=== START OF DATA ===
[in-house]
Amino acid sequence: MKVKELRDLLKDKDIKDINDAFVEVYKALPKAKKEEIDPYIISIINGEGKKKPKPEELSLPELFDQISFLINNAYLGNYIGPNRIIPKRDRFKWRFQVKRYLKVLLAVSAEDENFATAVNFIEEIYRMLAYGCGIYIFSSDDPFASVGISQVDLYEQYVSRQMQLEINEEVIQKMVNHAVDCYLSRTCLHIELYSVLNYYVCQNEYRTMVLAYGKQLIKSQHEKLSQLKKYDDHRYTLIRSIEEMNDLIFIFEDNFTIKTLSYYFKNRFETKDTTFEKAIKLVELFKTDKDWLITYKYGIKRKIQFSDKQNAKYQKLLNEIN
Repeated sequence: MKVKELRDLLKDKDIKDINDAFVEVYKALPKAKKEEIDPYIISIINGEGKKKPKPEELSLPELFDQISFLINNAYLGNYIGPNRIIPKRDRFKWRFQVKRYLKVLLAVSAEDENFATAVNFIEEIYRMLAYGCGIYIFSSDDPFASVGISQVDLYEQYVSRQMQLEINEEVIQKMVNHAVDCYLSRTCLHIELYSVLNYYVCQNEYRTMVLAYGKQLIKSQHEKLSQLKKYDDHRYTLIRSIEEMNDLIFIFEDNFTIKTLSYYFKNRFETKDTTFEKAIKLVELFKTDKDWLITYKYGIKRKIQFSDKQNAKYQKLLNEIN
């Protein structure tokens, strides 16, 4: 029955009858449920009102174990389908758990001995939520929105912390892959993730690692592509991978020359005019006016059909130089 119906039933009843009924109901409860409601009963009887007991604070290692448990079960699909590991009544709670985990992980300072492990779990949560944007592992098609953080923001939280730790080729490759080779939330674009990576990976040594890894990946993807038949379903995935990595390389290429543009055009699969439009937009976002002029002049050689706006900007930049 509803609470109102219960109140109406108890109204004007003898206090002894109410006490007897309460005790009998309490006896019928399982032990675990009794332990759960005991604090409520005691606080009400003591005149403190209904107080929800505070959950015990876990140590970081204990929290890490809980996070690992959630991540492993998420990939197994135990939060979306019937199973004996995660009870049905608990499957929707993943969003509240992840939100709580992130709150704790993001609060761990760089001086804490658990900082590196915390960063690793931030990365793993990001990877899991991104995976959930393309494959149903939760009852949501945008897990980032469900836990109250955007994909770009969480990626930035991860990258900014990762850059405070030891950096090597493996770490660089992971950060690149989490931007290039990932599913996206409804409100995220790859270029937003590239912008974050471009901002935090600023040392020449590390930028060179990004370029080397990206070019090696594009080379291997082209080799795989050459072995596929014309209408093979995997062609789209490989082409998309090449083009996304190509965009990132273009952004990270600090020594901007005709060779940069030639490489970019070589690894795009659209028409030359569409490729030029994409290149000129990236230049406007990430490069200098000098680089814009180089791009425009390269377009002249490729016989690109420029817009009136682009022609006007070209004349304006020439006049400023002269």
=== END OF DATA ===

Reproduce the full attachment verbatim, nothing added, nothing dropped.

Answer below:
[in-house]
Amino acid sequence: MKVKELRDLLKDKDIKDINDAFVEVYKALPKAKKEEIDPYIISIINGEGKKKPKPEELSLPELFDQISFLINNAYLGNYIGPNRIIPKRDRFKWRFQVKRYLKVLLAVSAEDENFATAVNFIEEIYRMLAYGCGIYIFSSDDPFASVGISQVDLYEQYVSRQMQLEINEEVIQKMVNHAVDCYLSRTCLHIELYSVLNYYVCQNEYRTMVLAYGKQLIKSQHEKLSQLKKYDDHRYTLIRSIEEMNDLIFIFEDNFTIKTLSYYFKNRFETKDTTFEKAIKLVELFKTDKDWLITYKYGIKRKIQFSDKQNAKYQKLLNEIN
Repeated sequence: MKVKELRDLLKDKDIKDINDAFVEVYKALPKAKKEEIDPYIISIINGEGKKKPKPEELSLPELFDQISFLINNAYLGNYIGPNRIIPKRDRFKWRFQVKRYLKVLLAVSAEDENFATAVNFIEEIYRMLAYGCGIYIFSSDDPFASVGISQVDLYEQYVSRQMQLEINEEVIQKMVNHAVDCYLSRTCLHIELYSVLNYYVCQNEYRTMVLAYGKQLIKSQHEKLSQLKKYDDHRYTLIRSIEEMNDLIFIFEDNFTIKTLSYYFKNRFETKDTTFEKAIKLVELFKTDKDWLITYKYGIKRKIQFSDKQNAKYQKLLNEIN
């Protein structure tokens, strides 16, 4: 029955009858449920009102174990389908758990001995939520929105912390892959993730690692592509991978020359005019006016059909130089 119906039933009843009924109901409860409601009963009887007991604070290692448990079960699909590991009544709670985990992980300072492990779990949560944007592992098609953080923001939280730790080729490759080779939330674009990576990976040594890894990946993807038949379903995935990595390389290429543009055009699969439009937009976002002029002049050689706006900007930049 509803609470109102219960109140109406108890109204004007003898206090002894109410006490007897309460005790009998309490006896019928399982032990675990009794332990759960005991604090409520005691606080009400003591005149403190209904107080929800505070959950015990876990140590970081204990929290890490809980996070690992959630991540492993998420990939197994135990939060979306019937199973004996995660009870049905608990499957929707993943969003509240992840939100709580992130709150704790993001609060761990760089001086804490658990900082590196915390960063690793931030990365793993990001990877899991991104995976959930393309494959149903939760009852949501945008897990980032469900836990109250955007994909770009969480990626930035991860990258900014990762850059405070030891950096090597493996770490660089992971950060690149989490931007290039990932599913996206409804409100995220790859270029937003590239912008974050471009901002935090600023040392020449590390930028060179990004370029080397990206070019090696594009080379291997082209080799795989050459072995596929014309209408093979995997062609789209490989082409998309090449083009996304190509965009990132273009952004990270600090020594901007005709060779940069030639490489970019070589690894795009659209028409030359569409490729030029994409290149000129990236230049406007990430490069200098000098680089814009180089791009425009390269377009002249490729016989690109420029817009009136682009022609006007070209004349304006020439006049400023002269």